This is the second in a three part series of articles centered on getting set up to begin fly tying.
A new fly tier faces a dizzying array of tools and materials when he or she walks into a fly shop...
This is the first in a three-part series of articles centered around getting set up to begin tying flies. This topic comes up pretty frequently. Fly tying seems confusing - there are all sorts of materials, tools, and hooks that come in a variety of colors, shapes, and sizes. I'm going to do what I can to de-mystify fly tying, and help you understand what you're looking at if you want to get into it.
I regularly get asked about what my favorite lures are. I normally come up with a response like “It depends on the situation,” or “The one that they are biting on…”. Now I know these answers aren’t terribly helpful to people, and I normally expand on them. However, I have made it a point to not try to tie myself to one lure or technique over the years.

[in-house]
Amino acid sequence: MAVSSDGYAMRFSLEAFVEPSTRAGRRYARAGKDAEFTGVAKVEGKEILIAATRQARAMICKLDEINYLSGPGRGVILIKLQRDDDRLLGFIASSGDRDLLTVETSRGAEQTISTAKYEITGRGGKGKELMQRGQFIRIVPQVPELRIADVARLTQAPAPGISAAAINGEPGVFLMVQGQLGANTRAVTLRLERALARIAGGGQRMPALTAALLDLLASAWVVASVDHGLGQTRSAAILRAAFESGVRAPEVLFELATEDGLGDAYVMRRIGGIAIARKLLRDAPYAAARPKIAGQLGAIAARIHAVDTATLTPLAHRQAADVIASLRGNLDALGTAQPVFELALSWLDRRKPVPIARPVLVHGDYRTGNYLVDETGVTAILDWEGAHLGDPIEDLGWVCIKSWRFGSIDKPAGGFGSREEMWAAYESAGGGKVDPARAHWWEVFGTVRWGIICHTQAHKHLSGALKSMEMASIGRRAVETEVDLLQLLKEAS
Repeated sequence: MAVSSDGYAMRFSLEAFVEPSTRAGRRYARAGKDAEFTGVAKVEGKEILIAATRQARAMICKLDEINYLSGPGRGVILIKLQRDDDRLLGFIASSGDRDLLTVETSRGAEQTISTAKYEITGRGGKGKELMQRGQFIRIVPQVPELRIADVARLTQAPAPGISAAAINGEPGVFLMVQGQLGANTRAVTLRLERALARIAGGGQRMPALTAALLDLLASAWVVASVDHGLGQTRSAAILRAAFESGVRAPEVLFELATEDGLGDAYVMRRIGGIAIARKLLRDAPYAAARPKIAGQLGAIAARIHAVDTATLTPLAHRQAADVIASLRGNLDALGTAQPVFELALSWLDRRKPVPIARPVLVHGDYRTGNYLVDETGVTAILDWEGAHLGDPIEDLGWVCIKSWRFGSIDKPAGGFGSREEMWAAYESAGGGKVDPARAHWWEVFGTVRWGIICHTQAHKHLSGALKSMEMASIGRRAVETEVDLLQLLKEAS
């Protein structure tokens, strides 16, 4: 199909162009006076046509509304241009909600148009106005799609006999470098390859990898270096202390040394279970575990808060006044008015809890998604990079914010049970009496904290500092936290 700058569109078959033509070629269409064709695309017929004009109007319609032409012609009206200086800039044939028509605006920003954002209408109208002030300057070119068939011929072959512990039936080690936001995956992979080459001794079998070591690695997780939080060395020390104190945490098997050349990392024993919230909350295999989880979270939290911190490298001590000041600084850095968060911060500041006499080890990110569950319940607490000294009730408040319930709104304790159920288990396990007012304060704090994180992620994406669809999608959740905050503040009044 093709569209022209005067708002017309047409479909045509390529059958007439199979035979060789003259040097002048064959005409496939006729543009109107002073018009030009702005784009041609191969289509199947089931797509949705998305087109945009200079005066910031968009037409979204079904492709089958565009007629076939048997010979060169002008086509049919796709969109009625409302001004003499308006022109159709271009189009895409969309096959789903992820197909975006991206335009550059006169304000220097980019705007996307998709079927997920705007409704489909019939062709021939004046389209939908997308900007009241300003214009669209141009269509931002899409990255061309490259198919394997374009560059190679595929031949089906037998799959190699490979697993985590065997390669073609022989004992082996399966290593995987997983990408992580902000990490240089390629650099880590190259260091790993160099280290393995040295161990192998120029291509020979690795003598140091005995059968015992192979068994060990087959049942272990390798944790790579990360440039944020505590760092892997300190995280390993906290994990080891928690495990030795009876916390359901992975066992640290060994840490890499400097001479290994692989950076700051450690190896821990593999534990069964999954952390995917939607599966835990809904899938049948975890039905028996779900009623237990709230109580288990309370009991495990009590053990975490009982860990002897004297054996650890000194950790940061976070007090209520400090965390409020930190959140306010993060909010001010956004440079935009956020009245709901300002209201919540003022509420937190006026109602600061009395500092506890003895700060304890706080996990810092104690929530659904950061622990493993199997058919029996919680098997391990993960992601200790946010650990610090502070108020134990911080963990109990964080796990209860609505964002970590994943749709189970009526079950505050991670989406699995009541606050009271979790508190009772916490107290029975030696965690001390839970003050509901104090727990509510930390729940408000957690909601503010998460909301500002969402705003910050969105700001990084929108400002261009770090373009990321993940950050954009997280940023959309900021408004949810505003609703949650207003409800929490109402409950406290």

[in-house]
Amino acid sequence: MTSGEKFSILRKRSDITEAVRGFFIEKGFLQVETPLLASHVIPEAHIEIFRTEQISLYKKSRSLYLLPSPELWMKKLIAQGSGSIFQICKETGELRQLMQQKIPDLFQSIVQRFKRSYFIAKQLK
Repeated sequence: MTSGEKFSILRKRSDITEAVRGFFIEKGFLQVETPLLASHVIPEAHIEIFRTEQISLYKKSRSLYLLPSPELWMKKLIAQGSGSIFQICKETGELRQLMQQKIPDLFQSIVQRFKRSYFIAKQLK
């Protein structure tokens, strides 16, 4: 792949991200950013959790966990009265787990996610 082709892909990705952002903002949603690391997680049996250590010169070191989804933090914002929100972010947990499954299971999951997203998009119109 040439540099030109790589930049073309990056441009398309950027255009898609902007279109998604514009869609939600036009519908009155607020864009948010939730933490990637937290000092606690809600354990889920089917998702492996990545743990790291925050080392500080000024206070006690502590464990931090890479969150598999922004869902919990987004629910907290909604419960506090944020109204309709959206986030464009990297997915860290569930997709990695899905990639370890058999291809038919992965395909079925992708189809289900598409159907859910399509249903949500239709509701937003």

More and more we hear about possible legislation prohibiting lead in certain waters.Usually these talks are focusing on waterfowl protection, and sportsmen are quick to push against the lawmakers and organizations hopeful for their causes. While the politics about lead use in fishing and hunting will make your head spin, there is no argument that lead is a toxic substance, period. Here are some great alternatives to lead that work excellently, and deserve a place in your tackle box.
If you fish from a kayak, then your gear is going to get wet. It's just the way it is. The mere fact that we are just inches above the water makes it near impossible for our gear not to get wet. Whether it's simply the drip from your paddle, to your hands, on to your reel, or from the splash and/or handling of a fish, to even dunking your reel by accident.... it is inevitable.
So you want to pour your own soft plastics, huh? Then this is where you need stay for the duration. So start off lets go over what you will need, (ya, I am jumping right into it so hold on yall)